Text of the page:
By now you have probably heard of “failure to launch,” applied to adult children who have finished college and are now living in the basement of their parents’ houses, content to be housed, clothed and fed by their parents. For the last 36 hours we had the chance to observe the same phenomenon in the last of the three robin babies. The other two had flown away without our notice. However, this last one sat forlornly at the edge of the nest, hoping against hope that food would come her way. It had always worked before, so why wasn’t it working now? Meanwhile the adult robins were nowhere to be seen, though their persistent encouraging tweets came in a constant stream from across the yard. They were in a stand off, the adults refusing to came over, the baby refusing to leave the nest. Some time between 10 and 11 this morning the baby finally conceded and flew off.

The time one of our dogs had puppies, the process seemed a little more gradual. The mother did stop nursing, but she spent time jumping down off the couch onto the unsuspecting pups. Since she was a terrier, I figured she was teaching the babies how to pounce on prey. Eventually they caught on and pounced on her and each other. Satisfied that they were ready to leave home, she didn’t fuss when each was adopted.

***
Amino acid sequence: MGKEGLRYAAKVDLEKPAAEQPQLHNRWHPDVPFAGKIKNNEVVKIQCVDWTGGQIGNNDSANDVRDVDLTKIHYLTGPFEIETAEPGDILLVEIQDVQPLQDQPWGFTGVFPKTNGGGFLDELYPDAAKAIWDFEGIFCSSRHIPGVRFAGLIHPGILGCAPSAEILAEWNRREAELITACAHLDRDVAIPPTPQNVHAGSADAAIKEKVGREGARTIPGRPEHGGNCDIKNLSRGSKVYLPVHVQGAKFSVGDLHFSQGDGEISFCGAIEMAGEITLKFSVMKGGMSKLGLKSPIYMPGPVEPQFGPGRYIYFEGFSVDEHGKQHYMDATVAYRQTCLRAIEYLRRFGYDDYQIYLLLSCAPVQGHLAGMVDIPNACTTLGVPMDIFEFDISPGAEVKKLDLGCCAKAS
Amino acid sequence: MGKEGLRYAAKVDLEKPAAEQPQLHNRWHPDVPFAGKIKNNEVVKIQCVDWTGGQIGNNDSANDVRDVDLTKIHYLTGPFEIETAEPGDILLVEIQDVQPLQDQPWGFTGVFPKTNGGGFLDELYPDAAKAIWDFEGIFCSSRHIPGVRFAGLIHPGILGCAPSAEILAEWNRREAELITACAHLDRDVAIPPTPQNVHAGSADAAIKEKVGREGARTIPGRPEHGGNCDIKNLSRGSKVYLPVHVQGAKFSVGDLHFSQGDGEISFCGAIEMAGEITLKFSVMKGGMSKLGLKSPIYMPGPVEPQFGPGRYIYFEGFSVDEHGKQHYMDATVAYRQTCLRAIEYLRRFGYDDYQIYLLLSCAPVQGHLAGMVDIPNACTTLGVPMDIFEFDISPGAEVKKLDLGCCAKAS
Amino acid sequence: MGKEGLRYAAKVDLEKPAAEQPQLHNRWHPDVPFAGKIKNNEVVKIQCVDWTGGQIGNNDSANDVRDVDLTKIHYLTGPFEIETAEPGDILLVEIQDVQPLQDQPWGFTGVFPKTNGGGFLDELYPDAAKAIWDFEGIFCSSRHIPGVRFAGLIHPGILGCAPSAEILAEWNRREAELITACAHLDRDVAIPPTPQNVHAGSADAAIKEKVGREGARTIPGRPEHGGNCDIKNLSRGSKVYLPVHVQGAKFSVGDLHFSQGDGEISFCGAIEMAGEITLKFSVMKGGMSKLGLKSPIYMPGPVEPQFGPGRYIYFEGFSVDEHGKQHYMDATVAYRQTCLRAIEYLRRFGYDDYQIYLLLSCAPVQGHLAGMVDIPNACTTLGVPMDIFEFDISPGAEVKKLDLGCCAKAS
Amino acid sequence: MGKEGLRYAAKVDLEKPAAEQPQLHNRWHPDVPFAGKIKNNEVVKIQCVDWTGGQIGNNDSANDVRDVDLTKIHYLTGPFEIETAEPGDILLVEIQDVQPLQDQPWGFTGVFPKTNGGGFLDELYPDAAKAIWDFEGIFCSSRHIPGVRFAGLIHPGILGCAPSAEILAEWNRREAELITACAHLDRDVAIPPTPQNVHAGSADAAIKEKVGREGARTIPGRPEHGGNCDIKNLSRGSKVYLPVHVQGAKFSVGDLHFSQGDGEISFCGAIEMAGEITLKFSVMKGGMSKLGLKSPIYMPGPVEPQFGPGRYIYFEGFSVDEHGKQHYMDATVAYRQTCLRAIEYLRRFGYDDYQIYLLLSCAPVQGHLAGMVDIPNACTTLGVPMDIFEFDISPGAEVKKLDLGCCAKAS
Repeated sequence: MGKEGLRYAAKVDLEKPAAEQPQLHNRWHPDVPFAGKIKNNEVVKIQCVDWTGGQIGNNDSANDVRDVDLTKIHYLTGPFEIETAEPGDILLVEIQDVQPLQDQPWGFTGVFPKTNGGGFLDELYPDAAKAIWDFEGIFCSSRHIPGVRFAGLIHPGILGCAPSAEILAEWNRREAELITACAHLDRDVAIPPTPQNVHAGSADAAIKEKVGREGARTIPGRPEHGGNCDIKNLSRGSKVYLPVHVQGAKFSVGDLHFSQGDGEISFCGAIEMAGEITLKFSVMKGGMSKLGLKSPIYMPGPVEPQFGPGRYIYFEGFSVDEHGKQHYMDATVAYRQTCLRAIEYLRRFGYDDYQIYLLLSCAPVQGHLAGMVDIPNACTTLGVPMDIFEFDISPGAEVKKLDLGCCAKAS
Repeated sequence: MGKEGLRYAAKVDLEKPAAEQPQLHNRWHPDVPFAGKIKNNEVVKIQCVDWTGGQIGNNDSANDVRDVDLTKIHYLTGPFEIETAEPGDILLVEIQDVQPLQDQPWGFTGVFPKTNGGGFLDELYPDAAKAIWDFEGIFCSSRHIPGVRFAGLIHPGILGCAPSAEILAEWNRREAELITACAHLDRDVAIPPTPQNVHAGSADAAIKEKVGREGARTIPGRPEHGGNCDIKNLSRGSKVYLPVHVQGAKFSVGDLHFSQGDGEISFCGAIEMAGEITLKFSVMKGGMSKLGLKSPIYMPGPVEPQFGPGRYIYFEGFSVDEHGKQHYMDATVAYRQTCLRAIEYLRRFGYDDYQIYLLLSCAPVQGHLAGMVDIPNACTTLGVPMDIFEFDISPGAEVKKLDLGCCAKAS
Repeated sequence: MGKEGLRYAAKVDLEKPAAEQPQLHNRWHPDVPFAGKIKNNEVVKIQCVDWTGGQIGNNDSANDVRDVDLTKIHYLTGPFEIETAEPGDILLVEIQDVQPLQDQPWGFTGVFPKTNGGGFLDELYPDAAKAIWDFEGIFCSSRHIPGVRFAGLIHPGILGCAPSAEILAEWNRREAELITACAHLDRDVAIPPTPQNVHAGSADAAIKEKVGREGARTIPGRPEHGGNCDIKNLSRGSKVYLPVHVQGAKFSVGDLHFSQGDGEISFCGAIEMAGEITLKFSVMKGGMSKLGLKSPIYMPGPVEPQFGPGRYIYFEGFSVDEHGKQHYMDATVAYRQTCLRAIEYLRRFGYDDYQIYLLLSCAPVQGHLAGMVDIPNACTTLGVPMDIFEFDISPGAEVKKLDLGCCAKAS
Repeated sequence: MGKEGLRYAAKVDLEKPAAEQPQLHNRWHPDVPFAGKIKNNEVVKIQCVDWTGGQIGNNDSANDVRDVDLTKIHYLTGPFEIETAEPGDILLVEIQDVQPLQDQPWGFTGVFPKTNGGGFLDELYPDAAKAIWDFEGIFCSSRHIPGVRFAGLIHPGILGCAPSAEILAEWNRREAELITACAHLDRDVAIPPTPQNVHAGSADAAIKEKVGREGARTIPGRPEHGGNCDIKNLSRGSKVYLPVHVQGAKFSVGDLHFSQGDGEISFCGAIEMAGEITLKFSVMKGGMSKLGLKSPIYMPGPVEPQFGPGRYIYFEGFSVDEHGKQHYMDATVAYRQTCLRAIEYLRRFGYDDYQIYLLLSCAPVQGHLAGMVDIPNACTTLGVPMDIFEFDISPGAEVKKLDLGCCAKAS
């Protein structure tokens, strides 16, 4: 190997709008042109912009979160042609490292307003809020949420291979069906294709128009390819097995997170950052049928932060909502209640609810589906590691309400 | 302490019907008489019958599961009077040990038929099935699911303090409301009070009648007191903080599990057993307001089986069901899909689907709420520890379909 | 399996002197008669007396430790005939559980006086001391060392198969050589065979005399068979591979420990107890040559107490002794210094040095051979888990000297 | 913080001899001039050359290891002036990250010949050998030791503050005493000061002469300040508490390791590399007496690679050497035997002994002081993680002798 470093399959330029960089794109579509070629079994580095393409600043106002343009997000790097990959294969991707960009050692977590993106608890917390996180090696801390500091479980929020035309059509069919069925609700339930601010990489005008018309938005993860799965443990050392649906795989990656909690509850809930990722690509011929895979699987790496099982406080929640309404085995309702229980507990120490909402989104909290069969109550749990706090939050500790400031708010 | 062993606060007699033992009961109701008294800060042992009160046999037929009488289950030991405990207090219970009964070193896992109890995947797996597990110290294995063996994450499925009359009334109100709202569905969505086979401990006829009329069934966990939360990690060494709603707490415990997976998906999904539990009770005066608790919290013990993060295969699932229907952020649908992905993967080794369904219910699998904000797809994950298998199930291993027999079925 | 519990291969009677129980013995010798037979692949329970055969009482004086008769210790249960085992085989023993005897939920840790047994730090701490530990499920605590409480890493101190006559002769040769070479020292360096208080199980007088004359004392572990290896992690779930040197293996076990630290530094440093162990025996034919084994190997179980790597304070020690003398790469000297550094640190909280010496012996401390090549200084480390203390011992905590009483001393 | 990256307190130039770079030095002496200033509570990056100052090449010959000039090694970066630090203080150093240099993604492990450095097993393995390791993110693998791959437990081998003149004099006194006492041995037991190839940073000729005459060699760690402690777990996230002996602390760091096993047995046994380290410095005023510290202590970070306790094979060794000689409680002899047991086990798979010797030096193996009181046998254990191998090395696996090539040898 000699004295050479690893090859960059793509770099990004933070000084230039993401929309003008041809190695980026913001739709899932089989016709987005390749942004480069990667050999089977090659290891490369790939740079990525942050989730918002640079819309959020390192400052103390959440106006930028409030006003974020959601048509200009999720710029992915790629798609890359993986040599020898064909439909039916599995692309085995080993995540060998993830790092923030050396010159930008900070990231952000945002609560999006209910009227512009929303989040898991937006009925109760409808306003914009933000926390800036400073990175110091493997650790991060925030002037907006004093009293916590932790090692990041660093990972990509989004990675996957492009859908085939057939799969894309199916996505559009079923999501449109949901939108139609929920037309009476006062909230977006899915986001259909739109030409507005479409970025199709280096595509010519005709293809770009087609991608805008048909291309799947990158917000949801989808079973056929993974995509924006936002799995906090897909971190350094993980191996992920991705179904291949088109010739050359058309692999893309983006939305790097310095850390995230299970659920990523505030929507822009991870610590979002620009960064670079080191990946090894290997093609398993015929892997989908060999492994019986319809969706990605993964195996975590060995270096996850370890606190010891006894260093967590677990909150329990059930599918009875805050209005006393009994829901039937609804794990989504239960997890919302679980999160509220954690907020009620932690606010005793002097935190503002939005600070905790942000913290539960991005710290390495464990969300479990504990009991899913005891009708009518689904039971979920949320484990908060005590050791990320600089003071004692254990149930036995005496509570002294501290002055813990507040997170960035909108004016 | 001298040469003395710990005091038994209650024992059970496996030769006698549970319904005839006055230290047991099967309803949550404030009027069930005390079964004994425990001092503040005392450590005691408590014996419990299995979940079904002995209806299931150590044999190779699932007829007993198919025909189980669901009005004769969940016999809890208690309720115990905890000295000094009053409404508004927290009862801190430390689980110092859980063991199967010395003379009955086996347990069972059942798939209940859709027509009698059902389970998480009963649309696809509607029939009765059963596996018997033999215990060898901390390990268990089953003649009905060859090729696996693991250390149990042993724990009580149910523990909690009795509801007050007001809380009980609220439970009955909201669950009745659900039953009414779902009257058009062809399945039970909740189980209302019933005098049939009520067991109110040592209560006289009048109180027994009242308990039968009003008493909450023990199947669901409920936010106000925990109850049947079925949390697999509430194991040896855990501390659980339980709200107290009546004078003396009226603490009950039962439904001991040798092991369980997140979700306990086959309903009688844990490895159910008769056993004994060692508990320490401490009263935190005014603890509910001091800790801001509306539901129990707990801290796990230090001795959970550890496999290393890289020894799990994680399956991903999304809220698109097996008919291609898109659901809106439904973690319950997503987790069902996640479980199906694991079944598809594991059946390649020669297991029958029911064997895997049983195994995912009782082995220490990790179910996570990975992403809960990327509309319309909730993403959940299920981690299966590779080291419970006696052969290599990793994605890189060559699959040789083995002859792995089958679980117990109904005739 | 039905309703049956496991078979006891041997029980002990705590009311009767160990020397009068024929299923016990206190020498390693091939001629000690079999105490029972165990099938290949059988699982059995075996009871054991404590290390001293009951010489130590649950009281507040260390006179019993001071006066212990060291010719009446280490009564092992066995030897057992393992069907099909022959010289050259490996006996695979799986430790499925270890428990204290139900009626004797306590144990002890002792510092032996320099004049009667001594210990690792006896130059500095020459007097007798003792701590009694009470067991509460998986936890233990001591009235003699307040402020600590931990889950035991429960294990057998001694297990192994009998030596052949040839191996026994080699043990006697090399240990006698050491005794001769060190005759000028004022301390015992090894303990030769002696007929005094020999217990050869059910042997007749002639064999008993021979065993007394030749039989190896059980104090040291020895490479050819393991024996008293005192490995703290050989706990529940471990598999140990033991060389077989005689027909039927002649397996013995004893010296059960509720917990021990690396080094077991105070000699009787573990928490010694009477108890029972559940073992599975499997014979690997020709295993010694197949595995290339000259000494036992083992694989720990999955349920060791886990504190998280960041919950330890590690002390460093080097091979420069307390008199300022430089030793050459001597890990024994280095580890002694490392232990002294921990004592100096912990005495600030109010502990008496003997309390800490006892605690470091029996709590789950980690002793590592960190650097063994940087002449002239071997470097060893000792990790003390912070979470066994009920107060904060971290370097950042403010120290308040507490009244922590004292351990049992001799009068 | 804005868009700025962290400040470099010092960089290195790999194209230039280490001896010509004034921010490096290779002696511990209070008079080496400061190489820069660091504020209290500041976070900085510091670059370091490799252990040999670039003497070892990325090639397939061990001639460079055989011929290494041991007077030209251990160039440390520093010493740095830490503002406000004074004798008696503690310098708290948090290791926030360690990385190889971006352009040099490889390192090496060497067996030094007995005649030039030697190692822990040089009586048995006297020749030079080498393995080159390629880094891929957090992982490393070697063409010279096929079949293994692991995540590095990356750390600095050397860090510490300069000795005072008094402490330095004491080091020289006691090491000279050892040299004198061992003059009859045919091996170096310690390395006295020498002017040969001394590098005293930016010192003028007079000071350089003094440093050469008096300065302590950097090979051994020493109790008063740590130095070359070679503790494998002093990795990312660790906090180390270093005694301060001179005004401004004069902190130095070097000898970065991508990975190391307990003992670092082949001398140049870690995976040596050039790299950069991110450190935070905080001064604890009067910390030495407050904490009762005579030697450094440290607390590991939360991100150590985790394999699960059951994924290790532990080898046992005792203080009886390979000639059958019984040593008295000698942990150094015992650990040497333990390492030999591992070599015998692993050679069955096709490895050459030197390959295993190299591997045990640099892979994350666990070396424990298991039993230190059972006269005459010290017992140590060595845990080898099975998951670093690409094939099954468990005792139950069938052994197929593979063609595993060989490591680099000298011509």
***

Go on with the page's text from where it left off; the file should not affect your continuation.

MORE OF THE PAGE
Theodore Roethke has a line of poetry, “I learn by going where I have to go.” I guess that is the way for robins. They have to learn to fly by flying. No flight lessons for them. They have to launch themselves or go hungry. Flying looks much less daunting on an empty stomach!

14 thoughts on ““Hmm.”

    1. I was half afraid I would find her flat on the deck below.
      I had never heard of great tits and looked them up on line. Fortunately I have a filter to prevent porn showing up!


  1. My chicks were all keen to leave first time around, but they’ve all come back at some time or another. That’s in spite of me downsizing, remarrying, changing my name and moving away. They still find me when they need housing and feeding.


  2. I was walking down the road once when something to the left caught my eye. It was a young robin who must have been on his first flight headed straight for my head. I didn’t know birds could look panicked, but we started eye to eye until he was able to raise himself. First flights can be scary for a variety of reasons!


  3. A lovely post, Elizabeth. I think you are right about being hungry. We over protect our children and make to many concessions for them [not all of us, I am generalising]. Why leave home, when you have everything you need at home?


  4. “failure to launch” and “leaving the nest” phenomena….Your opening anecdote made me realize that I have never had the privilege to witness this in nature!


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